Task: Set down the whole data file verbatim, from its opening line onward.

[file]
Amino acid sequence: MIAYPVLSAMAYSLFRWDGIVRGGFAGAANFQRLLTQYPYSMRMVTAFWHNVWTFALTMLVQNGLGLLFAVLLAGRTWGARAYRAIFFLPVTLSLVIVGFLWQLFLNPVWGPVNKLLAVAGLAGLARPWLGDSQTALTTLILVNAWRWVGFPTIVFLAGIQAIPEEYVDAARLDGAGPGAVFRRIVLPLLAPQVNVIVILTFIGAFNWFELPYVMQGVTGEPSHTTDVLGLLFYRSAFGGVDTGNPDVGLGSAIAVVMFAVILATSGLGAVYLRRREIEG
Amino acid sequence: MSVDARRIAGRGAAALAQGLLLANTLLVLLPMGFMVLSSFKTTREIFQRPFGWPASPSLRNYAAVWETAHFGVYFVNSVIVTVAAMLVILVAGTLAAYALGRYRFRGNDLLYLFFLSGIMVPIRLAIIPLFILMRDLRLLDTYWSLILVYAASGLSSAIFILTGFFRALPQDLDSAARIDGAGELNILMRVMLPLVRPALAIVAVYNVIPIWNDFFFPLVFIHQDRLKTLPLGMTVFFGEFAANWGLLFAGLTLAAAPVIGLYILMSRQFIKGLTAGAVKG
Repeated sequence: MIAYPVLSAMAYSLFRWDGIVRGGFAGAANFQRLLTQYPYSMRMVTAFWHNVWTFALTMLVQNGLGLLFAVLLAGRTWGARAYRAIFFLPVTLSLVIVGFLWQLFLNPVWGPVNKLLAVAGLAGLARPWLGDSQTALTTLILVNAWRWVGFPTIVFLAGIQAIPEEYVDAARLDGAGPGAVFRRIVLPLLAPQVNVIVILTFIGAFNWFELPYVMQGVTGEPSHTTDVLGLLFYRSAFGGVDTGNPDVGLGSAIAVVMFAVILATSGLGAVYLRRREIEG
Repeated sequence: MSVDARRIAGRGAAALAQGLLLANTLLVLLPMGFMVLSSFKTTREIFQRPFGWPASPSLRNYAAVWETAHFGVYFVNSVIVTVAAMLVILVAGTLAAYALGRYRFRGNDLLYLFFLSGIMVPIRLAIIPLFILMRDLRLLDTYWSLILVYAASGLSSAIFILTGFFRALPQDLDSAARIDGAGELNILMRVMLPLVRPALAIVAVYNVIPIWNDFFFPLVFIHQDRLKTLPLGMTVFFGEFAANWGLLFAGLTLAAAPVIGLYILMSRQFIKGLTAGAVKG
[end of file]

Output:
Amino acid sequence: MIAYPVLSAMAYSLFRWDGIVRGGFAGAANFQRLLTQYPYSMRMVTAFWHNVWTFALTMLVQNGLGLLFAVLLAGRTWGARAYRAIFFLPVTLSLVIVGFLWQLFLNPVWGPVNKLLAVAGLAGLARPWLGDSQTALTTLILVNAWRWVGFPTIVFLAGIQAIPEEYVDAARLDGAGPGAVFRRIVLPLLAPQVNVIVILTFIGAFNWFELPYVMQGVTGEPSHTTDVLGLLFYRSAFGGVDTGNPDVGLGSAIAVVMFAVILATSGLGAVYLRRREIEG
Amino acid sequence: MSVDARRIAGRGAAALAQGLLLANTLLVLLPMGFMVLSSFKTTREIFQRPFGWPASPSLRNYAAVWETAHFGVYFVNSVIVTVAAMLVILVAGTLAAYALGRYRFRGNDLLYLFFLSGIMVPIRLAIIPLFILMRDLRLLDTYWSLILVYAASGLSSAIFILTGFFRALPQDLDSAARIDGAGELNILMRVMLPLVRPALAIVAVYNVIPIWNDFFFPLVFIHQDRLKTLPLGMTVFFGEFAANWGLLFAGLTLAAAPVIGLYILMSRQFIKGLTAGAVKG
Repeated sequence: MIAYPVLSAMAYSLFRWDGIVRGGFAGAANFQRLLTQYPYSMRMVTAFWHNVWTFALTMLVQNGLGLLFAVLLAGRTWGARAYRAIFFLPVTLSLVIVGFLWQLFLNPVWGPVNKLLAVAGLAGLARPWLGDSQTALTTLILVNAWRWVGFPTIVFLAGIQAIPEEYVDAARLDGAGPGAVFRRIVLPLLAPQVNVIVILTFIGAFNWFELPYVMQGVTGEPSHTTDVLGLLFYRSAFGGVDTGNPDVGLGSAIAVVMFAVILATSGLGAVYLRRREIEG
Repeated sequence: MSVDARRIAGRGAAALAQGLLLANTLLVLLPMGFMVLSSFKTTREIFQRPFGWPASPSLRNYAAVWETAHFGVYFVNSVIVTVAAMLVILVAGTLAAYALGRYRFRGNDLLYLFFLSGIMVPIRLAIIPLFILMRDLRLLDTYWSLILVYAASGLSSAIFILTGFFRALPQDLDSAARIDGAGELNILMRVMLPLVRPALAIVAVYNVIPIWNDFFFPLVFIHQDRLKTLPLGMTVFFGEFAANWGLLFAGLTLAAAPVIGLYILMSRQFIKGLTAGAVKG